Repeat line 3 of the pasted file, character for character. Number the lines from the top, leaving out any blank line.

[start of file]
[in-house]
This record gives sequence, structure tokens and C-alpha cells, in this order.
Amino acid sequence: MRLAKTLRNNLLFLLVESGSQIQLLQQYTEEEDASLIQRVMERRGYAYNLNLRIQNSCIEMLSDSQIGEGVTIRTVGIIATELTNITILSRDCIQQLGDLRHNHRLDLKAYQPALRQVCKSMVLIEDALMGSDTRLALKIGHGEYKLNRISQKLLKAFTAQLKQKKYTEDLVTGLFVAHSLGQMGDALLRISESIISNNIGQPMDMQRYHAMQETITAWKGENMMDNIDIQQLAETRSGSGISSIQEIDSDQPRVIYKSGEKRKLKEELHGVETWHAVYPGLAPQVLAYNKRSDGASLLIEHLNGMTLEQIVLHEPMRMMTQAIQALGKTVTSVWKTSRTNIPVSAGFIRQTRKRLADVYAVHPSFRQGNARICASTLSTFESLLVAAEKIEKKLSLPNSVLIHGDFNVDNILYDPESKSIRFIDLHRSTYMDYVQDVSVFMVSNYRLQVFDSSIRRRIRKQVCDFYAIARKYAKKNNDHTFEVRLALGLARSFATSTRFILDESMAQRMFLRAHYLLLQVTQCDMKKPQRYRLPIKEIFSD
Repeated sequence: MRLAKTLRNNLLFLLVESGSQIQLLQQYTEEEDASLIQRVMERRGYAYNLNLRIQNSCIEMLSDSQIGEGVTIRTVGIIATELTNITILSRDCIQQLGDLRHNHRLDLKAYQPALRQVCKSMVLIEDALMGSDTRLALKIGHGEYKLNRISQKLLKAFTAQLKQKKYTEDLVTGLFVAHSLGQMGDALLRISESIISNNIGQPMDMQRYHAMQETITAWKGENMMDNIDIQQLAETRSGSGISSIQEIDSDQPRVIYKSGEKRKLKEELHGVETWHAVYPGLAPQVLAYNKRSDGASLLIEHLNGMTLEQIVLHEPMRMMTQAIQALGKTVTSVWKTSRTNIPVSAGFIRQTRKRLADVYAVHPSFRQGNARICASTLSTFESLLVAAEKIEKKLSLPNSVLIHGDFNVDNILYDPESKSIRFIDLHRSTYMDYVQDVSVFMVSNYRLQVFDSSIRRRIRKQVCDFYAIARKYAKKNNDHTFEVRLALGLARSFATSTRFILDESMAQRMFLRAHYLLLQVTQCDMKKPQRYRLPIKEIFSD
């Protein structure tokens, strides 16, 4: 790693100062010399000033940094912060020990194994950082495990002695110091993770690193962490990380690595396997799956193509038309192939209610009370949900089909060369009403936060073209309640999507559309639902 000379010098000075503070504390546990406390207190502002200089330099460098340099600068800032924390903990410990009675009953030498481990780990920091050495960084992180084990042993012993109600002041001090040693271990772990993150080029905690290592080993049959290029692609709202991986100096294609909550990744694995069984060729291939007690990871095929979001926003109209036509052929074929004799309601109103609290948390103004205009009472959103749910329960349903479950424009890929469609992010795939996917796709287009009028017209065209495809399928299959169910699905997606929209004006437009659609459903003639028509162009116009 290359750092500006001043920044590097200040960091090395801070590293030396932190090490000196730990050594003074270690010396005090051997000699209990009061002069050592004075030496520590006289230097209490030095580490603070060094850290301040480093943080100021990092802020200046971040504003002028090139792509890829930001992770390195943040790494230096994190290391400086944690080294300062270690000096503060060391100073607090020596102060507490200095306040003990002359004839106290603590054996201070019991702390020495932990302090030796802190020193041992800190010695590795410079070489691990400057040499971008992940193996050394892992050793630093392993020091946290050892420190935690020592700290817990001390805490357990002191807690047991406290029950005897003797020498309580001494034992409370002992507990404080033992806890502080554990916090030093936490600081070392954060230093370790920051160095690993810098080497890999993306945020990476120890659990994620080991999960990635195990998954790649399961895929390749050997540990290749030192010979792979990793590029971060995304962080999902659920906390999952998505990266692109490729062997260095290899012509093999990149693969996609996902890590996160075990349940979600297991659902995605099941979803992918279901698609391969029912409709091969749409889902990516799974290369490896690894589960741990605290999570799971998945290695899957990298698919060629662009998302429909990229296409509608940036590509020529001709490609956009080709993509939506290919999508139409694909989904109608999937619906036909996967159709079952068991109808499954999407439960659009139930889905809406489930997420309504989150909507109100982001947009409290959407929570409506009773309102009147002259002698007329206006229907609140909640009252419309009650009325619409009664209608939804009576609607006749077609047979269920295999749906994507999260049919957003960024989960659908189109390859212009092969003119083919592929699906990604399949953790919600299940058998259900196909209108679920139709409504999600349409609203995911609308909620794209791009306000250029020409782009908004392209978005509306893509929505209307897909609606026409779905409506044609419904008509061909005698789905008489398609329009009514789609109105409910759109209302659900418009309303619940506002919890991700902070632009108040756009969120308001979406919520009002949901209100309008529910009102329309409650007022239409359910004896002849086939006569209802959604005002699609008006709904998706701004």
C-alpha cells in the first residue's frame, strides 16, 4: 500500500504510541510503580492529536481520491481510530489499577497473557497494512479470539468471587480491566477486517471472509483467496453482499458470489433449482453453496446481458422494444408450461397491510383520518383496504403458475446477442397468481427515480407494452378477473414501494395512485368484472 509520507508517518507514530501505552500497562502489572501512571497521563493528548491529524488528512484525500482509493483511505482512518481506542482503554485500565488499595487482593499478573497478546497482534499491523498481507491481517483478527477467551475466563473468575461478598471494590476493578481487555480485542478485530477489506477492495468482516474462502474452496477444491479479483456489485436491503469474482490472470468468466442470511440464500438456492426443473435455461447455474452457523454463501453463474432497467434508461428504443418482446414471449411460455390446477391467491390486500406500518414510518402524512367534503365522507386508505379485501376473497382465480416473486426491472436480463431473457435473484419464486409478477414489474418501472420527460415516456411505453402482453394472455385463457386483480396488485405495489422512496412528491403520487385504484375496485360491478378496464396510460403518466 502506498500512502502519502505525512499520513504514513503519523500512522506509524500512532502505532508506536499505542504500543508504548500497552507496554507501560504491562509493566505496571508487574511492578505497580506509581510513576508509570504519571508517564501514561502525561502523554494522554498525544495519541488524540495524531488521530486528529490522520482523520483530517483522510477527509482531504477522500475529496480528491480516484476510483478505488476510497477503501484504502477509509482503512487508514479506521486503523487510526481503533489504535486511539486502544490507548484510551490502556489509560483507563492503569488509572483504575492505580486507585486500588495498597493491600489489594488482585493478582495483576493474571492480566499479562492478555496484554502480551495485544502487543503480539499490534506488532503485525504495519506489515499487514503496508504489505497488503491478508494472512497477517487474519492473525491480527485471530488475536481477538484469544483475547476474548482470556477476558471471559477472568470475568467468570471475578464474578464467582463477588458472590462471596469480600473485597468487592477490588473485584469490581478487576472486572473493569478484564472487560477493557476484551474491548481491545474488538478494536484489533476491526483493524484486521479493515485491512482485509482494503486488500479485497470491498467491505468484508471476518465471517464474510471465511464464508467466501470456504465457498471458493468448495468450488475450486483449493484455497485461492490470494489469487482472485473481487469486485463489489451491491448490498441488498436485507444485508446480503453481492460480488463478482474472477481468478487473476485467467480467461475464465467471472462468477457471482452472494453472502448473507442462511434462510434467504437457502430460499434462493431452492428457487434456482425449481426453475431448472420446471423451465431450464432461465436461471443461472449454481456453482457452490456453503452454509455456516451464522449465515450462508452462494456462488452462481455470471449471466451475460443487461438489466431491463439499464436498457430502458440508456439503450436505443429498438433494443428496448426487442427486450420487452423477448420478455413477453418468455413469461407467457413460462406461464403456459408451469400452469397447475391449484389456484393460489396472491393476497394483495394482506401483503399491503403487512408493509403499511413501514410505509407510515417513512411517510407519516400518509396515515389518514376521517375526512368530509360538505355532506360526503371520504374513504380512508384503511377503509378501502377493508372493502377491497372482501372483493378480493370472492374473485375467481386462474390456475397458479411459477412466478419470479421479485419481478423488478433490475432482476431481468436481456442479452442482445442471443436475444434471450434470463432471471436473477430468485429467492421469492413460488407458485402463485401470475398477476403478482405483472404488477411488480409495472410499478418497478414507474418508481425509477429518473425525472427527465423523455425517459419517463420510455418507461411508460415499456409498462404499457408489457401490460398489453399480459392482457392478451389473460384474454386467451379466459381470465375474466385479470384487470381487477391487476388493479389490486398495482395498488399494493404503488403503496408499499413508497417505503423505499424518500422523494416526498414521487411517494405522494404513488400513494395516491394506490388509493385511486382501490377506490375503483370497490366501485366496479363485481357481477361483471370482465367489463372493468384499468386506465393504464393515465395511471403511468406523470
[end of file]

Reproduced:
Amino acid sequence: MRLAKTLRNNLLFLLVESGSQIQLLQQYTEEEDASLIQRVMERRGYAYNLNLRIQNSCIEMLSDSQIGEGVTIRTVGIIATELTNITILSRDCIQQLGDLRHNHRLDLKAYQPALRQVCKSMVLIEDALMGSDTRLALKIGHGEYKLNRISQKLLKAFTAQLKQKKYTEDLVTGLFVAHSLGQMGDALLRISESIISNNIGQPMDMQRYHAMQETITAWKGENMMDNIDIQQLAETRSGSGISSIQEIDSDQPRVIYKSGEKRKLKEELHGVETWHAVYPGLAPQVLAYNKRSDGASLLIEHLNGMTLEQIVLHEPMRMMTQAIQALGKTVTSVWKTSRTNIPVSAGFIRQTRKRLADVYAVHPSFRQGNARICASTLSTFESLLVAAEKIEKKLSLPNSVLIHGDFNVDNILYDPESKSIRFIDLHRSTYMDYVQDVSVFMVSNYRLQVFDSSIRRRIRKQVCDFYAIARKYAKKNNDHTFEVRLALGLARSFATSTRFILDESMAQRMFLRAHYLLLQVTQCDMKKPQRYRLPIKEIFSD